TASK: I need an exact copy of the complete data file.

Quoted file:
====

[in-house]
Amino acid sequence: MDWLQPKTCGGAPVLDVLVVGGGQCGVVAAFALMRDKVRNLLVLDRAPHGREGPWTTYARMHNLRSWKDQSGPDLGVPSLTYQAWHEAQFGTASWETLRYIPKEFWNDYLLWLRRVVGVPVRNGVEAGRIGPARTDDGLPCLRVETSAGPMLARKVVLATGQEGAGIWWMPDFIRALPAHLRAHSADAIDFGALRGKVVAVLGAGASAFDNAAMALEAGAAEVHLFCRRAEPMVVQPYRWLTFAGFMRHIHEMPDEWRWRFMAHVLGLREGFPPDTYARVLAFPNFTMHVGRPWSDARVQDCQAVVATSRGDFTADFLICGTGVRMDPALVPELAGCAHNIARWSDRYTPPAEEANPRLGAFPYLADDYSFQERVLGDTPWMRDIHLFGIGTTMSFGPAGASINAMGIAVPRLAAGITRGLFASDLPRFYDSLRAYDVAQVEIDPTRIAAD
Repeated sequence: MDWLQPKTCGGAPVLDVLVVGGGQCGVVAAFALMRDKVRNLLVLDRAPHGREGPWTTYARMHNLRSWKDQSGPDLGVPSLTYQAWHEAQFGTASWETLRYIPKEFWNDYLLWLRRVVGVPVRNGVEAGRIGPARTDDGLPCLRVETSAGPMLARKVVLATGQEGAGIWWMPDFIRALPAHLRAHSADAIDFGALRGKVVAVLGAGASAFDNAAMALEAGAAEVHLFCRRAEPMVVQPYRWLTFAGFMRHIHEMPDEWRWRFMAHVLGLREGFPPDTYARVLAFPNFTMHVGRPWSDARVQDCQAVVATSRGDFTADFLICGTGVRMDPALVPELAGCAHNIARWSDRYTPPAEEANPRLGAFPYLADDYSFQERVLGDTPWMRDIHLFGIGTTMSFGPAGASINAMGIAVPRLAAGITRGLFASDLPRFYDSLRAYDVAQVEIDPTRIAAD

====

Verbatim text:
[in-house]
Amino acid sequence: MDWLQPKTCGGAPVLDVLVVGGGQCGVVAAFALMRDKVRNLLVLDRAPHGREGPWTTYARMHNLRSWKDQSGPDLGVPSLTYQAWHEAQFGTASWETLRYIPKEFWNDYLLWLRRVVGVPVRNGVEAGRIGPARTDDGLPCLRVETSAGPMLARKVVLATGQEGAGIWWMPDFIRALPAHLRAHSADAIDFGALRGKVVAVLGAGASAFDNAAMALEAGAAEVHLFCRRAEPMVVQPYRWLTFAGFMRHIHEMPDEWRWRFMAHVLGLREGFPPDTYARVLAFPNFTMHVGRPWSDARVQDCQAVVATSRGDFTADFLICGTGVRMDPALVPELAGCAHNIARWSDRYTPPAEEANPRLGAFPYLADDYSFQERVLGDTPWMRDIHLFGIGTTMSFGPAGASINAMGIAVPRLAAGITRGLFASDLPRFYDSLRAYDVAQVEIDPTRIAAD
Repeated sequence: MDWLQPKTCGGAPVLDVLVVGGGQCGVVAAFALMRDKVRNLLVLDRAPHGREGPWTTYARMHNLRSWKDQSGPDLGVPSLTYQAWHEAQFGTASWETLRYIPKEFWNDYLLWLRRVVGVPVRNGVEAGRIGPARTDDGLPCLRVETSAGPMLARKVVLATGQEGAGIWWMPDFIRALPAHLRAHSADAIDFGALRGKVVAVLGAGASAFDNAAMALEAGAAEVHLFCRRAEPMVVQPYRWLTFAGFMRHIHEMPDEWRWRFMAHVLGLREGFPPDTYARVLAFPNFTMHVGRPWSDARVQDCQAVVATSRGDFTADFLICGTGVRMDPALVPELAGCAHNIARWSDRYTPPAEEANPRLGAFPYLADDYSFQERVLGDTPWMRDIHLFGIGTTMSFGPAGASINAMGIAVPRLAAGITRGLFASDLPRFYDSLRAYDVAQVEIDPTRIAAD